I pre-ordered Rob Harvilla’s book 60 Songs That Explain the ’90s back in October when I learned of its existence. It arrived at my front door on November 14th as Amazon said it would. I’ve been listening Rob’s podcast of the same name for a few years now. I dig it for a few reasons. First and most importantly, Rob is a great storyteller. His ability to recall music and and their connection to events in his childhood is impressive. Second, he has a great sense of humor and a good chunk of that humor comes in the form of self-deprication (I’m suspicious of anyone who takes his/herself too seriously). Thirdly, Rob is only a few years younger than me so everything he talks about sounds like it could have happened to me. The parasocial relationship between us is real. Hey Rob, call me.
Rob writes out each episode of 60 Songs so reading the book is like listening to the show. I don’t need to buy the audiobook version (although I will) because Rob’s voice is narrating the book in my head as I read words on the pages.
Here’s a bit from the introduction:
I am loath to lay on you, even now, some ultra-pretentious Grand Unified Theory of the 1990s, which I’ve always glibly described as "Far enough away to feel like the past, but close enough to still be hounding the present." As an era the ’90s does feel distinct and tangible and whole, with its own semi-unified fashion sense and sound and cultural ethos; those specifics radically differ, of course, from person to person, but I’m guessing the 2000s or 2010s don’t conjure up quite as vivid a mental picture for you. But that’s just a guess, and I’m suspicious of any attempt to retroactively frame the ’90s as some frictionless halcyon era, because while the decade’s got a few concrete elements in its favor fewer wars, more journalism jobs, no Twitter—all that talk about how good we used to have it immediately raises thorny questions of the how good for whom, and why? variety. Generalizing makes me nervous. Even more nervous than usual.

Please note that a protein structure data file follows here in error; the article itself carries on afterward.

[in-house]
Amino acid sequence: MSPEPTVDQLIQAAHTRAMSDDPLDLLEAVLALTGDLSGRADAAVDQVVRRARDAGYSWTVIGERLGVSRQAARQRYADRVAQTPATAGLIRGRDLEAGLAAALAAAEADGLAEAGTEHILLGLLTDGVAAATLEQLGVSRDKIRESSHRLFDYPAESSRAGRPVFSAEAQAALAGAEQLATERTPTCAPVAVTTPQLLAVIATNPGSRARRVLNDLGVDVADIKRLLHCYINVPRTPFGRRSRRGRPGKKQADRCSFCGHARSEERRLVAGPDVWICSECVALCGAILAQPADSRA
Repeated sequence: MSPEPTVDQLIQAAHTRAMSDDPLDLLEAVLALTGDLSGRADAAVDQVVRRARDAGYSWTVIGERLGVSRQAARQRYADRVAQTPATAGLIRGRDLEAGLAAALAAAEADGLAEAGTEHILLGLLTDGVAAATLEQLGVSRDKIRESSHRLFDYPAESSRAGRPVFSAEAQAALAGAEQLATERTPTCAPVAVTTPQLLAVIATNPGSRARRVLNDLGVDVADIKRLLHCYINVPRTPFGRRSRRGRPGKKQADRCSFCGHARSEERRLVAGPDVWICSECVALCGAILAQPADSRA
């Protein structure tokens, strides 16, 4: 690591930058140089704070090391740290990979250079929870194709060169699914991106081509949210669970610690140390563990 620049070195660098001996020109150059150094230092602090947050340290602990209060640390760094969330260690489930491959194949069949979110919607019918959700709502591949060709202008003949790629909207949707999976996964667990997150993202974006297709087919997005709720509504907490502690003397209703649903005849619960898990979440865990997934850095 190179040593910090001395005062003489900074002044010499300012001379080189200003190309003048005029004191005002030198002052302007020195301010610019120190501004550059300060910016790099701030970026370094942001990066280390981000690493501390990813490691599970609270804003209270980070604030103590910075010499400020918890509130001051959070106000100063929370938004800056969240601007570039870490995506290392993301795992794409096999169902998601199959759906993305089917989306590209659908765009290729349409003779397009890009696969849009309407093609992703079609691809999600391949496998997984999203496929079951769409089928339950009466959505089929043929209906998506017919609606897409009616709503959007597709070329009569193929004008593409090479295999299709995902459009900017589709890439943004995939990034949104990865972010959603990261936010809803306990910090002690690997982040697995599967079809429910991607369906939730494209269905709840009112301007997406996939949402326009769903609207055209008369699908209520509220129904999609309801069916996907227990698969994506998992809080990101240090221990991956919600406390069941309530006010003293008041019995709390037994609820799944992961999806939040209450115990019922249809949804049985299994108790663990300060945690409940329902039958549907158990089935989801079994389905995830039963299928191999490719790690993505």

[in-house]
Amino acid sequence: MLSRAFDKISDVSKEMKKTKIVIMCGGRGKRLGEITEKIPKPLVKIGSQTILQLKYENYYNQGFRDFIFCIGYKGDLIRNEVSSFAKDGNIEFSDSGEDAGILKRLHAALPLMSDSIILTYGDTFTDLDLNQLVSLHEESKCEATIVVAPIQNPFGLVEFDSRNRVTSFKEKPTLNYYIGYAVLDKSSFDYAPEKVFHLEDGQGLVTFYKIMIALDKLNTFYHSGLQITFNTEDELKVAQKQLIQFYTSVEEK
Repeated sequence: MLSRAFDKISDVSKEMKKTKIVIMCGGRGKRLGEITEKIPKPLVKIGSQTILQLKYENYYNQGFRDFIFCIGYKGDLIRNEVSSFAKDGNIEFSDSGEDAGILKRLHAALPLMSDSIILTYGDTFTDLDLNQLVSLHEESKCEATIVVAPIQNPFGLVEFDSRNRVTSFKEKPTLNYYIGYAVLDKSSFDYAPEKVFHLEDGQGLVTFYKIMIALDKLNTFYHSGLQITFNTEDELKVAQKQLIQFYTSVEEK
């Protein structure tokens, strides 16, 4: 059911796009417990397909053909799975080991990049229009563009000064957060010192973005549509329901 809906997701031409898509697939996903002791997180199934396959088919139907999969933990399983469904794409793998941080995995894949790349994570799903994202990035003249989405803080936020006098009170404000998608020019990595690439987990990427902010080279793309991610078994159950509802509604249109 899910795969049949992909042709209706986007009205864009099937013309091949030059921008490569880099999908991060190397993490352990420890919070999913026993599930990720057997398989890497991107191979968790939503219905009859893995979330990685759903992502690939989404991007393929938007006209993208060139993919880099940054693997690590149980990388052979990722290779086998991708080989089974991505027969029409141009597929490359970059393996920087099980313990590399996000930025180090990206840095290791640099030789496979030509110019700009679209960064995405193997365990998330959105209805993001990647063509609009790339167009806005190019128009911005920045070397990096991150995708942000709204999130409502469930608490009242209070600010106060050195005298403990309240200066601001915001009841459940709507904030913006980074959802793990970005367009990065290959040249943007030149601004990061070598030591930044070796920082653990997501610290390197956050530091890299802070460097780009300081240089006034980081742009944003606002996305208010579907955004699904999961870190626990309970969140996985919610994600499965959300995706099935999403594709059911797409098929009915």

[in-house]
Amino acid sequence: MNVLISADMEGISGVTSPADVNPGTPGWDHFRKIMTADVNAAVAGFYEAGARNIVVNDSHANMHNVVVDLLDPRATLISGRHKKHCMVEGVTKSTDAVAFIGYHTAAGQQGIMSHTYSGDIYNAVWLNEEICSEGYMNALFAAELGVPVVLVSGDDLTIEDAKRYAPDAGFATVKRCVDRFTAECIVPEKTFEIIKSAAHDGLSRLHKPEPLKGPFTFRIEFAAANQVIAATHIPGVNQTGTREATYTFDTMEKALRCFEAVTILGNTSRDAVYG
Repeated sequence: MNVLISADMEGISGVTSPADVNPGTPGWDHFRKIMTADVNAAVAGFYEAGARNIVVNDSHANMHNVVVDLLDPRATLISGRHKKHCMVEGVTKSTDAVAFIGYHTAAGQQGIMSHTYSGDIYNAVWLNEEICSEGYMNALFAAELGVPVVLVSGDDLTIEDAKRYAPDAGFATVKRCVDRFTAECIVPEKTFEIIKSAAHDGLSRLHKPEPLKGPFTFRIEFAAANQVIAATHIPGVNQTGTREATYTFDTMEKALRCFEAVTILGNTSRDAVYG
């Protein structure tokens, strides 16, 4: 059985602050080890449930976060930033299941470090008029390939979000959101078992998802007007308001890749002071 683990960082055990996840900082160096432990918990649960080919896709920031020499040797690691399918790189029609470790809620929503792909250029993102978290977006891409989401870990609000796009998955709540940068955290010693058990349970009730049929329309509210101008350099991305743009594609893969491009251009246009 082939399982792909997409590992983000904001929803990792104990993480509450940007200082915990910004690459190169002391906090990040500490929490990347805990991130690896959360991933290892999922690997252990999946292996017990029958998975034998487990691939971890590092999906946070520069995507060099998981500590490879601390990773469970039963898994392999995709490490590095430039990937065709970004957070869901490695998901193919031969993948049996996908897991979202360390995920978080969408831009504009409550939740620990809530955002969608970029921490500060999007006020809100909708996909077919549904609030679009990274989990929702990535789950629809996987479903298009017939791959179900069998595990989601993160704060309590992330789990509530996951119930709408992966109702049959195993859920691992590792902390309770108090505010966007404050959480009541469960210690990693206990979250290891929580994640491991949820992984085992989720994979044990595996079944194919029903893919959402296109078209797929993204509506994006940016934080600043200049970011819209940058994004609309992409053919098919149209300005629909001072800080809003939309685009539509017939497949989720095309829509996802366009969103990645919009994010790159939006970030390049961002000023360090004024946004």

And I loved this bit on Céline Dion:
All of which explains why listening to this person sing is like drinking rosé from a fire hose. I have a visceral memory of sitting in my high school lobby and watching a friend of mine, a girl named Rachel, holding a small boombox quietly playing "The Power of Love," from Céline’s 1993 album The Colour of My Love. (The letter U in Colour was audible.) My friend’s eyes closed in rapture as she swayed along to the howitzer ferocity of that song’s chorus "Cause I’m your laaaady"-while my own eyes bulged in respectful terror.
I’m going to fly through this book.